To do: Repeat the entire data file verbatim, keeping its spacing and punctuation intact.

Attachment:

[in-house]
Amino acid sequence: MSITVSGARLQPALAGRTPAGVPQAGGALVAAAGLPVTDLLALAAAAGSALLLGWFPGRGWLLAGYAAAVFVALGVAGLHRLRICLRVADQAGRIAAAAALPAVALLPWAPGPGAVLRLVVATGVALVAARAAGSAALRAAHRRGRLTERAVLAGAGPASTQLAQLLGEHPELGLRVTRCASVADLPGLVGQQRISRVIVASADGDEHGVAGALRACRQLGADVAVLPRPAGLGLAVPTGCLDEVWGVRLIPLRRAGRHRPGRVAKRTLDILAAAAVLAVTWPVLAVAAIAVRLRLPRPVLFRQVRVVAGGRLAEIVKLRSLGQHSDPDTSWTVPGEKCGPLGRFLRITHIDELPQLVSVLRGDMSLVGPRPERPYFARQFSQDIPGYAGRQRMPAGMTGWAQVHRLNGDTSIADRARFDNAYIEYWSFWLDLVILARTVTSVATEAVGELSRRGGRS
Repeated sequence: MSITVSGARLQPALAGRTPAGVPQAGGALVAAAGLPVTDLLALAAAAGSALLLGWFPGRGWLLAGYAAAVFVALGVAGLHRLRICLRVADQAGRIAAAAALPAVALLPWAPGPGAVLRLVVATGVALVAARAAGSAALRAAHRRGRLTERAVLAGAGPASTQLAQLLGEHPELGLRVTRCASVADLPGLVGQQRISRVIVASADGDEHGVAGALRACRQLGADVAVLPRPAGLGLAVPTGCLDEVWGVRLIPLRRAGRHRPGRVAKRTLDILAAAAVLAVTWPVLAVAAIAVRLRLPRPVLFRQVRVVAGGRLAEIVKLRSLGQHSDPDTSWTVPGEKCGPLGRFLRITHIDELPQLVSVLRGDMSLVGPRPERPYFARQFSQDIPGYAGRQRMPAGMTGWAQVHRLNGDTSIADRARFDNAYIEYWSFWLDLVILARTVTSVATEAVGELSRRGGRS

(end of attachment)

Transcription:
[in-house]
Amino acid sequence: MSITVSGARLQPALAGRTPAGVPQAGGALVAAAGLPVTDLLALAAAAGSALLLGWFPGRGWLLAGYAAAVFVALGVAGLHRLRICLRVADQAGRIAAAAALPAVALLPWAPGPGAVLRLVVATGVALVAARAAGSAALRAAHRRGRLTERAVLAGAGPASTQLAQLLGEHPELGLRVTRCASVADLPGLVGQQRISRVIVASADGDEHGVAGALRACRQLGADVAVLPRPAGLGLAVPTGCLDEVWGVRLIPLRRAGRHRPGRVAKRTLDILAAAAVLAVTWPVLAVAAIAVRLRLPRPVLFRQVRVVAGGRLAEIVKLRSLGQHSDPDTSWTVPGEKCGPLGRFLRITHIDELPQLVSVLRGDMSLVGPRPERPYFARQFSQDIPGYAGRQRMPAGMTGWAQVHRLNGDTSIADRARFDNAYIEYWSFWLDLVILARTVTSVATEAVGELSRRGGRS
Repeated sequence: MSITVSGARLQPALAGRTPAGVPQAGGALVAAAGLPVTDLLALAAAAGSALLLGWFPGRGWLLAGYAAAVFVALGVAGLHRLRICLRVADQAGRIAAAAALPAVALLPWAPGPGAVLRLVVATGVALVAARAAGSAALRAAHRRGRLTERAVLAGAGPASTQLAQLLGEHPELGLRVTRCASVADLPGLVGQQRISRVIVASADGDEHGVAGALRACRQLGADVAVLPRPAGLGLAVPTGCLDEVWGVRLIPLRRAGRHRPGRVAKRTLDILAAAAVLAVTWPVLAVAAIAVRLRLPRPVLFRQVRVVAGGRLAEIVKLRSLGQHSDPDTSWTVPGEKCGPLGRFLRITHIDELPQLVSVLRGDMSLVGPRPERPYFARQFSQDIPGYAGRQRMPAGMTGWAQVHRLNGDTSIADRARFDNAYIEYWSFWLDLVILARTVTSVATEAVGELSRRGGRS